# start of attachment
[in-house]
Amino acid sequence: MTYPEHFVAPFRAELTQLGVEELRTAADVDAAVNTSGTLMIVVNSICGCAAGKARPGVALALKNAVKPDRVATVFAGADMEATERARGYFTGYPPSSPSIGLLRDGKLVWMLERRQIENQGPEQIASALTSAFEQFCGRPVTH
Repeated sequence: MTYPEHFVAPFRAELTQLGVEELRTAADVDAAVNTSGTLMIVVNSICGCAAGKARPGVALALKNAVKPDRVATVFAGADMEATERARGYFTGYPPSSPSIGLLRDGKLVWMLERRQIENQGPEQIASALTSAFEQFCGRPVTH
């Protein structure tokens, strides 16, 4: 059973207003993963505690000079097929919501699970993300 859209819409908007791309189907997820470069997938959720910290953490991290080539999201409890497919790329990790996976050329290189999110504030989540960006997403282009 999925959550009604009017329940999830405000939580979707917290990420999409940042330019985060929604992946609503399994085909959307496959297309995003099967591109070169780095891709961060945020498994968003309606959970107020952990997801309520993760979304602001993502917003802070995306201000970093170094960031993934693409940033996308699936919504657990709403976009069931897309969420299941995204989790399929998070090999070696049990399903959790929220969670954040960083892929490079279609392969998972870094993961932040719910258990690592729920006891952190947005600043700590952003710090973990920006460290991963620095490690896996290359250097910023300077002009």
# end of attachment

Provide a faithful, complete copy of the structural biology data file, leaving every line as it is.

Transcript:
[in-house]
Amino acid sequence: MTYPEHFVAPFRAELTQLGVEELRTAADVDAAVNTSGTLMIVVNSICGCAAGKARPGVALALKNAVKPDRVATVFAGADMEATERARGYFTGYPPSSPSIGLLRDGKLVWMLERRQIENQGPEQIASALTSAFEQFCGRPVTH
Repeated sequence: MTYPEHFVAPFRAELTQLGVEELRTAADVDAAVNTSGTLMIVVNSICGCAAGKARPGVALALKNAVKPDRVATVFAGADMEATERARGYFTGYPPSSPSIGLLRDGKLVWMLERRQIENQGPEQIASALTSAFEQFCGRPVTH
């Protein structure tokens, strides 16, 4: 059973207003993963505690000079097929919501699970993300 859209819409908007791309189907997820470069997938959720910290953490991290080539999201409890497919790329990790996976050329290189999110504030989540960006997403282009 999925959550009604009017329940999830405000939580979707917290990420999409940042330019985060929604992946609503399994085909959307496959297309995003099967591109070169780095891709961060945020498994968003309606959970107020952990997801309520993760979304602001993502917003802070995306201000970093170094960031993934693409940033996308699936919504657990709403976009069931897309969420299941995204989790399929998070090999070696049990399903959790929220969670954040960083892929490079279609392969998972870094993961932040719910258990690592729920006891952190947005600043700590952003710090973990920006460290991963620095490690896996290359250097910023300077002009």